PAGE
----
Friday, May 10, 2013
Mule Train Mail - Perfect Picture Book Friday
This review is part of PPBF (perfect picture book Friday) where bloggers share great picture books at Susanna Leonard Hill's site. She keeps an ever-growing list of Perfect Picture Books.
My pick this week is a reminder that writers don't always have to shoot for "high-concept." Sometimes, a nonfiction narrative is the perfect choice. Admittedly, it does help up the interest factor when the story is set in the awe-inspiring surroundings of the Grand Canyon.
Title: Mule Train Mail
Author/Illustrator: Craig Brown
Publisher: Charlesbridge, 2009
Themes: Culture, Jobs
Ages: 4-8 (but I think younger would enjoy it)
Synopsis: The author went along with the lead muleteer as he loaded the mail at the south rim of the Grand Canyon and delivered it to the town of Supai located on the Havasupai Indian Reservation at the bottom of the canyon. This is the only US postal route delivered by mules. The story uses the third person POV and recounts what it's like to make this delivery in the heat of summer and the icy cold of winter.
Opening: "Anthony the Postman doesn't wear a uniform.
He wears a cowboy hat, chaps and spurs."
A few summers ago, my family took the horse ride (not with the mules and the mail!) down the Grand Canyon and this book captures the feelings of those terrifying switchbacks. Every time the horse swayed, I was convinced I was going to be pitched over the edge of the trail into the abyss. It was an adrenaline packed journey. The author cleverly turned the book sideways on several spreads to give the reader a feeling for the height of the canyon walls. Mule Train Mail was a Bank Street College of Education's Best Children's Book of the Year.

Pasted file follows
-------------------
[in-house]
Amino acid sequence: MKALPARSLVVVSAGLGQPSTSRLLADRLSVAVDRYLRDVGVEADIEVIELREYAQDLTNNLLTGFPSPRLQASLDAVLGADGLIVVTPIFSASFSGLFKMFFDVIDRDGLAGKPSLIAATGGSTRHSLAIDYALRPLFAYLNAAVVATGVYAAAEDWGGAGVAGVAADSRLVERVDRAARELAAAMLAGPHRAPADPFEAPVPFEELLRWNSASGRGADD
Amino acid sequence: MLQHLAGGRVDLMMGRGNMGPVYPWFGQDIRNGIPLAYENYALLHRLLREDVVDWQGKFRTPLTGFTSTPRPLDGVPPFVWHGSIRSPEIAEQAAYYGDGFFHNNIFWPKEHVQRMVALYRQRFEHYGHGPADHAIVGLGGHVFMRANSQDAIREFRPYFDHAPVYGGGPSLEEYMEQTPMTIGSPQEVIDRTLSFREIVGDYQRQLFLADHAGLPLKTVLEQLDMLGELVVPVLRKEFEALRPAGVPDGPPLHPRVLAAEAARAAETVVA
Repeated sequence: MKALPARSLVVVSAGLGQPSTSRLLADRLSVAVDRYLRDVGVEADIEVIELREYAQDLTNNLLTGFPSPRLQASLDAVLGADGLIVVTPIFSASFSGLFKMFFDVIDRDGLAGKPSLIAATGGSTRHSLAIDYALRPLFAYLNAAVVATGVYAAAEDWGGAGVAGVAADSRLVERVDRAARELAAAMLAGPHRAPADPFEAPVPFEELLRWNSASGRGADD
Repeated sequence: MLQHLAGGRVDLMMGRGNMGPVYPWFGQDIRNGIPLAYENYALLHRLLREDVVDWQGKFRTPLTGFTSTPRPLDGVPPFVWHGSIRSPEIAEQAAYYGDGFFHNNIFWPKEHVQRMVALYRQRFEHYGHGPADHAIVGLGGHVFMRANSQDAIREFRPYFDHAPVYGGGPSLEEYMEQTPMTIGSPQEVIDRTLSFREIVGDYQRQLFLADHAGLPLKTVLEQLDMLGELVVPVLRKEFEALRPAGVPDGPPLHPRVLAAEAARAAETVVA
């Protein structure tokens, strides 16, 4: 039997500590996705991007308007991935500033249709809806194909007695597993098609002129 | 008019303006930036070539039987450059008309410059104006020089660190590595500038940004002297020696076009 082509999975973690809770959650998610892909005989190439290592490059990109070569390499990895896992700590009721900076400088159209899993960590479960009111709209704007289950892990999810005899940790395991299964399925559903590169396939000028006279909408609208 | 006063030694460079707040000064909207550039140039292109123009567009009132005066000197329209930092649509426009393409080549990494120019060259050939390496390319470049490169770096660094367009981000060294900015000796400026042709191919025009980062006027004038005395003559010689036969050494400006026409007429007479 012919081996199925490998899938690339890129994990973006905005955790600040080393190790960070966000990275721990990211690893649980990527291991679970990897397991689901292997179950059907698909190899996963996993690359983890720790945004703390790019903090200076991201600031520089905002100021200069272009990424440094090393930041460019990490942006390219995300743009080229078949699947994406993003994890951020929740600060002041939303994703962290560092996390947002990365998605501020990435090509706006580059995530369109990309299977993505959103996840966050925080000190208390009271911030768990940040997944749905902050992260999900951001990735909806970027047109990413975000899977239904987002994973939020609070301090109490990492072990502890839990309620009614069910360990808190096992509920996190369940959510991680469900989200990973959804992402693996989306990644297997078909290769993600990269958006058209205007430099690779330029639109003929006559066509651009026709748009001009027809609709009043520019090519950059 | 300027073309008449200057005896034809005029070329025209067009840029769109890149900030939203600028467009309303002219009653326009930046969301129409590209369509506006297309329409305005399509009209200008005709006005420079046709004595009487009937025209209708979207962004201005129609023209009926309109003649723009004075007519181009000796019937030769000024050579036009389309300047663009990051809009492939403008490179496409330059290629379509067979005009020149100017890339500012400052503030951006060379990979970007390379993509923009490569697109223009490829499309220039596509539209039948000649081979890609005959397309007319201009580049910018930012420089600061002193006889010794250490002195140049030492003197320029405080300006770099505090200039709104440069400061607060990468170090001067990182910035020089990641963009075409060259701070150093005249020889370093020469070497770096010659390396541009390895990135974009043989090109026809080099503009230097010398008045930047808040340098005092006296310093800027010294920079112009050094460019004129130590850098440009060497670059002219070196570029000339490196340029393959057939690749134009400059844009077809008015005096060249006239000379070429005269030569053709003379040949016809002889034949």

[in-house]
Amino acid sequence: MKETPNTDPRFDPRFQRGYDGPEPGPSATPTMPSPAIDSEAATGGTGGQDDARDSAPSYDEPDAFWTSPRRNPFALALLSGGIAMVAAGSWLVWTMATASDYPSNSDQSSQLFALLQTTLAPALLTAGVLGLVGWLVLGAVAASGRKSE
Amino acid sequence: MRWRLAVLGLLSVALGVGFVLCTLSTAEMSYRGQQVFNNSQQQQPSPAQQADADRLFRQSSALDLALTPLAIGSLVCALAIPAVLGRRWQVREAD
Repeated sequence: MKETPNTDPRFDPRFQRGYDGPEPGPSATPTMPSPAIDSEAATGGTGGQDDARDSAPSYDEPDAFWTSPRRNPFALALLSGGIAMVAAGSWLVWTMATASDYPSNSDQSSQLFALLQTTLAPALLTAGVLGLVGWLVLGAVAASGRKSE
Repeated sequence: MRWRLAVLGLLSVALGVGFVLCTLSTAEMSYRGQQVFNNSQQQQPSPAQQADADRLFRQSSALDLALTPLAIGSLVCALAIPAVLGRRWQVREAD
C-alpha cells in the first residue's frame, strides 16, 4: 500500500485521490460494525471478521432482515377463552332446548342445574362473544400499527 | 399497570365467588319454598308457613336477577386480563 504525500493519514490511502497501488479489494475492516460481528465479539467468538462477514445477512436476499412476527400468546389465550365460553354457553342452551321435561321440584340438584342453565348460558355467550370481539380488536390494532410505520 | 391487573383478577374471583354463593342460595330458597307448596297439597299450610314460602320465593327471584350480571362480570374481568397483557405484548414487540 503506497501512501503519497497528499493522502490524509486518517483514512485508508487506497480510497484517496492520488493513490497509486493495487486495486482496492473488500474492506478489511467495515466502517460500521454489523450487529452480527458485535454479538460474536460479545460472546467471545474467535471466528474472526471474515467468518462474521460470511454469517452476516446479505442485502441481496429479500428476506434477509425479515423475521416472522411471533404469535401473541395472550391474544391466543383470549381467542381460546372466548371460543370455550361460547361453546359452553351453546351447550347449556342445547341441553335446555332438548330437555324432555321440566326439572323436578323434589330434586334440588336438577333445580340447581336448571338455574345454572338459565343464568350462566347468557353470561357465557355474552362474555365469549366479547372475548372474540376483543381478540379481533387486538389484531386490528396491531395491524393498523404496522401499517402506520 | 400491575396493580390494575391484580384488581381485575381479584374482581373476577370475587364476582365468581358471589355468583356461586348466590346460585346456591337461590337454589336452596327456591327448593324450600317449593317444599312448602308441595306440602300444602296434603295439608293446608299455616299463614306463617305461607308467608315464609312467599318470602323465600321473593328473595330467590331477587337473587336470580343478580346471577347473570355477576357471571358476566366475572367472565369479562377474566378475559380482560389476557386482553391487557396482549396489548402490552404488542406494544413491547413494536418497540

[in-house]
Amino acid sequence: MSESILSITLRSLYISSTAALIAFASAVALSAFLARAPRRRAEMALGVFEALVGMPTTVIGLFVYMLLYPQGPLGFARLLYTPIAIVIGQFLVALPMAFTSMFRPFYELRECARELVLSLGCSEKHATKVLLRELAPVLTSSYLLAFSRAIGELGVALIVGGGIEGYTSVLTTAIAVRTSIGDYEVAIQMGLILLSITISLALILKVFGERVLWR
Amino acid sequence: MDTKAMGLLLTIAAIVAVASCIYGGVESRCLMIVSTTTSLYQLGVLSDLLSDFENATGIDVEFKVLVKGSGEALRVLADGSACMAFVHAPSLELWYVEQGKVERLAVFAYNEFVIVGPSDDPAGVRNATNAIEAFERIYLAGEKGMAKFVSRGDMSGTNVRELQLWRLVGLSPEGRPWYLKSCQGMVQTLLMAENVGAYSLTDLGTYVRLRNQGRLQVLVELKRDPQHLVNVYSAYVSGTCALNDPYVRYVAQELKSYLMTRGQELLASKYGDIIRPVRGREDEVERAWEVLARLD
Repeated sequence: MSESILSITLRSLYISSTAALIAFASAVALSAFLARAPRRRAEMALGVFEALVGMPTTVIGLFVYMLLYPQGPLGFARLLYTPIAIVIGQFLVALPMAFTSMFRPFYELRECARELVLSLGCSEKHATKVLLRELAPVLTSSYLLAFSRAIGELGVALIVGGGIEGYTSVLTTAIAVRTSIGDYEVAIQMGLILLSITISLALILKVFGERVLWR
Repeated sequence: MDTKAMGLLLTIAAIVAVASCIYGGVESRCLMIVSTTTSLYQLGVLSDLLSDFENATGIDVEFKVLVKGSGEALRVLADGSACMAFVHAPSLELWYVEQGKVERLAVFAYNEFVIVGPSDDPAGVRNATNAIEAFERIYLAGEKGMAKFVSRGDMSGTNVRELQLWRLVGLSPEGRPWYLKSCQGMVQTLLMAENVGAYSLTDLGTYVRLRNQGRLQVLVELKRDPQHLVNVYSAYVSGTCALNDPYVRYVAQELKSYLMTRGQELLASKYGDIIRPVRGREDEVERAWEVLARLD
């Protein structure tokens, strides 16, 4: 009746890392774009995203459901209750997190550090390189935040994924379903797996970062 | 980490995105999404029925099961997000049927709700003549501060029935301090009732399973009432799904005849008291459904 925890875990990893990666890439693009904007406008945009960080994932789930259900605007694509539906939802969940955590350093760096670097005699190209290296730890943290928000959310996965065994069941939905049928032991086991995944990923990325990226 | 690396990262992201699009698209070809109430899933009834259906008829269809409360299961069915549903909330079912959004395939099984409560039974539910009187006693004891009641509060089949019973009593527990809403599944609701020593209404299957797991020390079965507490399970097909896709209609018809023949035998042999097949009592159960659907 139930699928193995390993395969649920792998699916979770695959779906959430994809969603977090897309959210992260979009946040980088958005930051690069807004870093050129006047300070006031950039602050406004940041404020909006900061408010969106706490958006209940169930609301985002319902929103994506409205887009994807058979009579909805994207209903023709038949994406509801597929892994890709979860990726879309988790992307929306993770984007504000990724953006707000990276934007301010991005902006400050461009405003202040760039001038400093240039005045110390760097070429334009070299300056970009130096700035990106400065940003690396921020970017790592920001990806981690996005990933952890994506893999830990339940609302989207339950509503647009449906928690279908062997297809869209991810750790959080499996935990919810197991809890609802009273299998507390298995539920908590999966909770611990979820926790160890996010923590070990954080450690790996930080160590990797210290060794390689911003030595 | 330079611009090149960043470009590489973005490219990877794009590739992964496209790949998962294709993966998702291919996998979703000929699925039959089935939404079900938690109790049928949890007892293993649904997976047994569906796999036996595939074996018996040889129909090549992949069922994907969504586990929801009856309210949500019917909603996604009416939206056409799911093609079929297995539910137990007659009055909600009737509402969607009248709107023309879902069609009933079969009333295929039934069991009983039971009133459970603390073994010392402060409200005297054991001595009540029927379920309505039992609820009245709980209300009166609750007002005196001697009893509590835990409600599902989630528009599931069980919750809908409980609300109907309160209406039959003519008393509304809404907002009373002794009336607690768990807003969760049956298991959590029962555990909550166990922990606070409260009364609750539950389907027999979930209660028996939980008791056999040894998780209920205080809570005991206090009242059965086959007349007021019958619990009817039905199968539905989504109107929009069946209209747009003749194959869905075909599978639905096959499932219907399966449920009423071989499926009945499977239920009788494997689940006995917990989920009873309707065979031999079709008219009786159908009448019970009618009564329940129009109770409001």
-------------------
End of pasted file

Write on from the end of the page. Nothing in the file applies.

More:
Activities: I didn't realize there was a National Postal Museum. But it's part of the Smithsonian. If you're in the neighborhood of Washington D.C. you can go visit: National Postal Museum, 2 Massachusetts Ave., N.E., Washington, DC 20002. If you can't get there, the museum has an online "activity zone" with a host of fun activities. My tiny local post office doesn't have a lot to look at, but a field trip to your local office is a possibility. Younger children may want to post a letter of their own and then draw a picture showing all the different modes of transportation it will take to reach its destination. Cowboys and cowgirls may be inspired to take a ride like Anthony (our local zoo offers pony rides).
Final note: Congratulations to Natalie Aguirre who won a copy of Debbie Dadey's newest chapter book, The Lost Princess. Just released May 7, the book is already on its way to her! Yeah, it's a "mail" link. I know how much I like to find something that isn't junk or bills in my mail.
What's the best thing you ever received in the mail?